How To Avoid Gym Germs

When you grab a set of weights, hold the treadmill’s handrails or hit the mat to stretch, do you ever stop and think about all of the other gym goers who have done exactly the same thing?
If not, dermatologists say, you should.
While logging a half-hour of circuit training will obviously do your body good, touching equipment that might have been recently handled by another sweaty, sick or infected person could do the opposite. And athlete’s foot is just the beginning.
In Pictures: How To Avoid Gym Germs
Experts warn that if you’re using a shared yoga mat, for example, you could be at risk for ringworm, which causes red, scaly rings on the skin’s surface. Coming into contact with sweat left behind on a machine could lead to a staph infection, usually manifesting in the form of pimples or boils. If not treated properly, it can invade the bloodstream.

“I don’t want people to avoid going to the gym, because it’s a healthful activity,” says Dr. Joshua Fox, founder of the New York-based practice Advanced Dermatology and a spokesman for the American Academy of Dermatology. “But you have to prepare and use common sense.”
Rosemary Lavery, a spokeswoman for the International Health, Racquet & Sportsclub Association (IHRSA) , says the organization isn’t aware of any documented cases in which someone has contracted the sometimes deadly staph infection methicillin-resistant staphylococcus aureus from a gym. MRSA is transmitted most frequently by skin-to-skin contact, according to the Centers for Disease Control and Prevention.
But, to be safe, the nonprofit group aimed at promoting the health club industry recently re-released a list of tips and tactics to help its 5,600 U.S. member clubs prevent staph and MRSA infections. They include providing disinfecting wipes or spray for cleaning equipment, using a bleach solution when laundering club towels and encouraging gym goers to do their part, too.
Rules To Live By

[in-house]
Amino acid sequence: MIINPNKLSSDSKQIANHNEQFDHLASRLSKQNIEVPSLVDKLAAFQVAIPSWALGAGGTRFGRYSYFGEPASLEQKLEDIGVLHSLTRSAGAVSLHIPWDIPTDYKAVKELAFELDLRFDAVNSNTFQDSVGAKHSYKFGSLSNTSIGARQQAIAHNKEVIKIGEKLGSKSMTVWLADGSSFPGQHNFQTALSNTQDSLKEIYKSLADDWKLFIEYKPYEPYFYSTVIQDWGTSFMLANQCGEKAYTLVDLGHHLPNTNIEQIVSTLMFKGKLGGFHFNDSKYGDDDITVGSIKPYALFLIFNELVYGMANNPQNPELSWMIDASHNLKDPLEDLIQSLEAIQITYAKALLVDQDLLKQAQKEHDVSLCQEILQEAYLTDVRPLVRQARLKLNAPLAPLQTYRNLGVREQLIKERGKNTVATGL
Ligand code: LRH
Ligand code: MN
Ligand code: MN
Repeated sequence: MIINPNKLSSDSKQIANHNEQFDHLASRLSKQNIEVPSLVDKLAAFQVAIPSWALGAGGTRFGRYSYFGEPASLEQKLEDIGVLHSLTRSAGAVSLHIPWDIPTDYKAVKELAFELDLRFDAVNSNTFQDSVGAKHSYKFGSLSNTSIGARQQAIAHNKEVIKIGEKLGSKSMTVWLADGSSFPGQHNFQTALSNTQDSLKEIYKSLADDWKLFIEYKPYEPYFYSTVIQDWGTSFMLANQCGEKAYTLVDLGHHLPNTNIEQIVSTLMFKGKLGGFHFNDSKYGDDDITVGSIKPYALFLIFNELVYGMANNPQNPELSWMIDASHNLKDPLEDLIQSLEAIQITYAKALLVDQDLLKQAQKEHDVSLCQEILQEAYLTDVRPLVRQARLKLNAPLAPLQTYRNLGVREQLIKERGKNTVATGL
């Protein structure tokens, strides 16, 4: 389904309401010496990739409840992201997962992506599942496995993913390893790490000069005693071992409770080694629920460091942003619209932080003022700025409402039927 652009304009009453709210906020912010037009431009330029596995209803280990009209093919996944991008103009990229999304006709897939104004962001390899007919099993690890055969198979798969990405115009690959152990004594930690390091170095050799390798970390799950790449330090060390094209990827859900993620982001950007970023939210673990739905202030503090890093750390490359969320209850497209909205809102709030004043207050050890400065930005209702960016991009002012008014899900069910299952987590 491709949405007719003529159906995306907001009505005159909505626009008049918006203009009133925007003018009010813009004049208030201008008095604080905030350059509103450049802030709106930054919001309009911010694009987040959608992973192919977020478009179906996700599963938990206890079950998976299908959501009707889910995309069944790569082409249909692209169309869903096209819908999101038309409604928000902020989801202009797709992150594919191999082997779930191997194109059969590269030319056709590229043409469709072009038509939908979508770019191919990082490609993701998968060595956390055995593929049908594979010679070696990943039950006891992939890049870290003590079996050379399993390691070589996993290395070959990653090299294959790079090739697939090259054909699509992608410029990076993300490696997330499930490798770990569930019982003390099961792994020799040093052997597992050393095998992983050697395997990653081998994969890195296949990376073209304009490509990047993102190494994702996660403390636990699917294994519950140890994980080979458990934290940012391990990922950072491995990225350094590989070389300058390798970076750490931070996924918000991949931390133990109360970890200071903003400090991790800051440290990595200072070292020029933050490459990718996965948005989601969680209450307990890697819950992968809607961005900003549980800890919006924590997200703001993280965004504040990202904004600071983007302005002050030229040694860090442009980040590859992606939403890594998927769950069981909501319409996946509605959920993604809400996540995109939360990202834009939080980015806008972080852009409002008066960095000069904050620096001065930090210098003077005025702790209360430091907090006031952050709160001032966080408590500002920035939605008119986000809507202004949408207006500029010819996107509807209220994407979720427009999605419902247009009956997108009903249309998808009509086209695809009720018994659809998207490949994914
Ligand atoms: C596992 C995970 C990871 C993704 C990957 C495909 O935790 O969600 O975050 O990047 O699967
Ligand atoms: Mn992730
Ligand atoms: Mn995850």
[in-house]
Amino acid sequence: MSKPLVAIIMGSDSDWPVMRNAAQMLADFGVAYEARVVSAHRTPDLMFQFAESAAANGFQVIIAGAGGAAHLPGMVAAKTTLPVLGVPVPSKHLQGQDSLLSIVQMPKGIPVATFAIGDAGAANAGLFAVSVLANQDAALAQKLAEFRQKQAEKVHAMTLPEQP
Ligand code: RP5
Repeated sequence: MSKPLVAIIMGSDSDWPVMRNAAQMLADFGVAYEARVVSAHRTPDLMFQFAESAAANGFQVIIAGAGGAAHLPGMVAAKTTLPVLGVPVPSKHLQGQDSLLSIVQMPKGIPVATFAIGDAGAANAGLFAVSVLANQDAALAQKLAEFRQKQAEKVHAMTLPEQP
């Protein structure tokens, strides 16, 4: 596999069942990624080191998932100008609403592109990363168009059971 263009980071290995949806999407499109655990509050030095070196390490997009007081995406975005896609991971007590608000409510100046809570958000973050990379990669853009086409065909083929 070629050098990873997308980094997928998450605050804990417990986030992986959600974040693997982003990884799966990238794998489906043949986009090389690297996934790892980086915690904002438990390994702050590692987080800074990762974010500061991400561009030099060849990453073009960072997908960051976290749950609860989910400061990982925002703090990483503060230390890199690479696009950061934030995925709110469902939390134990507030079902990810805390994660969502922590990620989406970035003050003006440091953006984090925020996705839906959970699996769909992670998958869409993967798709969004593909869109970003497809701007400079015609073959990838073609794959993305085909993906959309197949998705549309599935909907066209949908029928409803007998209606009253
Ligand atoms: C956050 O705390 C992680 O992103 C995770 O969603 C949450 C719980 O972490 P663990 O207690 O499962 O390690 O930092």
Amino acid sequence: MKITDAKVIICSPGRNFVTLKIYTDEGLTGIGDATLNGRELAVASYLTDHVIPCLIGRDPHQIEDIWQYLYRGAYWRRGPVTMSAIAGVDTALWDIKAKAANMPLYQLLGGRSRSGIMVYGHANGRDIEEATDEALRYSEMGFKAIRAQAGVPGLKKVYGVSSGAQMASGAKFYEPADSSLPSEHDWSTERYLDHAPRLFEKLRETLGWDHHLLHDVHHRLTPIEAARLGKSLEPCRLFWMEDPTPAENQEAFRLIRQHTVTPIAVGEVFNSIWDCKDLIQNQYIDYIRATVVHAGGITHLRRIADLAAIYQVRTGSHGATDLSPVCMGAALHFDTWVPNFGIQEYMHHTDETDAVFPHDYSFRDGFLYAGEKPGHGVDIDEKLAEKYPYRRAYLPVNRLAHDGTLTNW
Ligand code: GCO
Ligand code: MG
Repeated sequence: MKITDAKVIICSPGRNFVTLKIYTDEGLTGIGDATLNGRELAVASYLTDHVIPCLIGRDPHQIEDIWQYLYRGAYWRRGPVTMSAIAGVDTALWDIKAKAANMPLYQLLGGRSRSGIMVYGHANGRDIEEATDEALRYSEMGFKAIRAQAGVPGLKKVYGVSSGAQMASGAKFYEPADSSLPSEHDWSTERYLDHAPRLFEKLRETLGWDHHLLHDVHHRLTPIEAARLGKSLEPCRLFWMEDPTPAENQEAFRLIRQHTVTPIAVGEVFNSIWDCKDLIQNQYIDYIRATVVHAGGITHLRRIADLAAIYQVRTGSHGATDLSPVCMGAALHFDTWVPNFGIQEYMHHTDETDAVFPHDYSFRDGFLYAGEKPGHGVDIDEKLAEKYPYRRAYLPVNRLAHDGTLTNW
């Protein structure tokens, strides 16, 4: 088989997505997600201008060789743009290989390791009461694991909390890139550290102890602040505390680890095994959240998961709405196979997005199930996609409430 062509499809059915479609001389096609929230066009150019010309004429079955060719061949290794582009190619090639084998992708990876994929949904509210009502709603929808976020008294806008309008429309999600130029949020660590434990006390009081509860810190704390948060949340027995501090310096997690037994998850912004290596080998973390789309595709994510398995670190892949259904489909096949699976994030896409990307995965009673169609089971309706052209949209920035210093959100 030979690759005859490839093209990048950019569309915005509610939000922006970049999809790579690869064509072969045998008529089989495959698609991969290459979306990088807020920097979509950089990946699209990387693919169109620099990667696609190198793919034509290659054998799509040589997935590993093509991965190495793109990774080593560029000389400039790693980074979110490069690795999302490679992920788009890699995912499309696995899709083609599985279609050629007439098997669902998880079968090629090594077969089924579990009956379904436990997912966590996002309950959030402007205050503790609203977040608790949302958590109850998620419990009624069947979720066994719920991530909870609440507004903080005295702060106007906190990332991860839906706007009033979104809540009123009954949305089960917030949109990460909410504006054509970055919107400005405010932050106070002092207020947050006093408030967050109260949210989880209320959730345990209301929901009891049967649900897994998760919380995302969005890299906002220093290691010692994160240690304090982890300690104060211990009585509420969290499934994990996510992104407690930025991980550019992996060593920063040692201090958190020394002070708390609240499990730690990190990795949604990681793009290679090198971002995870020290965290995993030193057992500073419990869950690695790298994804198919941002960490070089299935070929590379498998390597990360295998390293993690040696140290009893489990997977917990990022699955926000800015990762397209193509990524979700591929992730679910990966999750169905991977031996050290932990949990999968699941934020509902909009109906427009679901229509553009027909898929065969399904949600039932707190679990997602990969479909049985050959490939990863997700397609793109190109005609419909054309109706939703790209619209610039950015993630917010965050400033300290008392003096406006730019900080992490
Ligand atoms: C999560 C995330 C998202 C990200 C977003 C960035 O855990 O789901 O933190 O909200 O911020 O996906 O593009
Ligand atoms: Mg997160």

If you belong to a gym–and there are 42.7 million of you, according to 2006 IHRSA statistics–adding a few steps to your routine can reduce your risk of catching something.
Start by covering up any open wounds or scrapes with antibiotic ointment and a bandage, says Dr. Kent Aftergut, a member of the American Society for Dermatologic Surgery and a clinical instructor of dermatology at University of Texas Southwestern Medical Center in Dallas. MRSA is thought to spread more easily among athletes who have frequent skin-to-skin contact, entering the body through uncovered abrasions.
You also might want to start bringing your own towels or mat if you’re unsure of your gym’s cleaning regimen. Some gear companies now offer products specifically designed to fight germs. Harbinger Fitness, for instance, just introduced an antimicrobial mat featuring a unique material that prevents bacterial growth and odor and doesn’t wear off, in addition to the already popular FlexFit, a training glove made with antimicrobial mesh.
Once you finish your workout, get out of your hot and sweaty clothes as quickly as possible. They’re the perfect breeding ground for bacteria, Aftergut says. If you don’t have time for a shower, at least wash your hands or wipe them down with hand gel that you keep in your bag or car.
It’s also worth it to keep an eye on your skin. If it’s constantly irritated or looks like it might be infected, get it checked out.
“Staph [infections] used to be kind of a rare problem,” Aftergut says. “Now we’re seeing it in young, healthy people. The average person goes to the gym without any concern for that.”

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